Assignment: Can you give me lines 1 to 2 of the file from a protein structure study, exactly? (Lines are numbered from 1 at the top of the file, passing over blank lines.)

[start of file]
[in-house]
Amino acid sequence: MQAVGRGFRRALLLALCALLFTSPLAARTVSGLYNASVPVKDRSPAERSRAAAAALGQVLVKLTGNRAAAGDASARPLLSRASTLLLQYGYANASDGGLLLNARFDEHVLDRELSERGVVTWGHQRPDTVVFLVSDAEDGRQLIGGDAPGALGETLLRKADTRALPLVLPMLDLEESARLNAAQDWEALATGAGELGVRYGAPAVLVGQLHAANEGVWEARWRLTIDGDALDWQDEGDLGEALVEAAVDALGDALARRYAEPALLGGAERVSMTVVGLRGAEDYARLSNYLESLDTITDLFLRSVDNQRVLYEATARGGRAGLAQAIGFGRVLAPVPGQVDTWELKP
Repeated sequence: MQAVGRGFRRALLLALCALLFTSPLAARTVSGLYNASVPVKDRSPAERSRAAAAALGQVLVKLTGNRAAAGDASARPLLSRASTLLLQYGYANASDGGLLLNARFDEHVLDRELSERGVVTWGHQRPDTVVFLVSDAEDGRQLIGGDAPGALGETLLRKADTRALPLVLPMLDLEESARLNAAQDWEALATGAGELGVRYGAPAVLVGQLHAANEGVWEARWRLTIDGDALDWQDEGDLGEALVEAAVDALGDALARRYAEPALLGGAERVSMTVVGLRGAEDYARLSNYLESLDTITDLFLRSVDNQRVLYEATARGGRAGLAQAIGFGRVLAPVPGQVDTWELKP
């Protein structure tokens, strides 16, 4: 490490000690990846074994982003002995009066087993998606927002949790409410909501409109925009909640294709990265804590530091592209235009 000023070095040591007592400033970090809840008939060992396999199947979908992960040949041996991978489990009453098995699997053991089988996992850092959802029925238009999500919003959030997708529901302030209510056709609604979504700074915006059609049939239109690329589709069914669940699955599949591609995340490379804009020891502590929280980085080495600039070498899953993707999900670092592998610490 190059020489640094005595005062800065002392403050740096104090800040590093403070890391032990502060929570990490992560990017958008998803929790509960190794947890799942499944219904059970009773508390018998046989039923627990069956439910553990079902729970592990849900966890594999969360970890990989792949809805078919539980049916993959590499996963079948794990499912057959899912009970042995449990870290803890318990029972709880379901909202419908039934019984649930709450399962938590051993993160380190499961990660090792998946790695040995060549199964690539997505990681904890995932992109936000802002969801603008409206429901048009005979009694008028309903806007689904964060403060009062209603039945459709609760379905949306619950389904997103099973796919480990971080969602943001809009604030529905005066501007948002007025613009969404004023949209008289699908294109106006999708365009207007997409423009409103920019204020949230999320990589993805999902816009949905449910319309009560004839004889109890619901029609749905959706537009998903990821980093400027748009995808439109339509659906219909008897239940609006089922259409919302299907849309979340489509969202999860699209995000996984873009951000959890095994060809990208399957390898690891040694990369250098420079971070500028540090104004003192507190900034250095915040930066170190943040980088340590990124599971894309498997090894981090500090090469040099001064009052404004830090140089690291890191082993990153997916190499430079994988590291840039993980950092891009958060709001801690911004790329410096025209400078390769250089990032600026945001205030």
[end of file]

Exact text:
[in-house]
Amino acid sequence: MQAVGRGFRRALLLALCALLFTSPLAARTVSGLYNASVPVKDRSPAERSRAAAAALGQVLVKLTGNRAAAGDASARPLLSRASTLLLQYGYANASDGGLLLNARFDEHVLDRELSERGVVTWGHQRPDTVVFLVSDAEDGRQLIGGDAPGALGETLLRKADTRALPLVLPMLDLEESARLNAAQDWEALATGAGELGVRYGAPAVLVGQLHAANEGVWEARWRLTIDGDALDWQDEGDLGEALVEAAVDALGDALARRYAEPALLGGAERVSMTVVGLRGAEDYARLSNYLESLDTITDLFLRSVDNQRVLYEATARGGRAGLAQAIGFGRVLAPVPGQVDTWELKP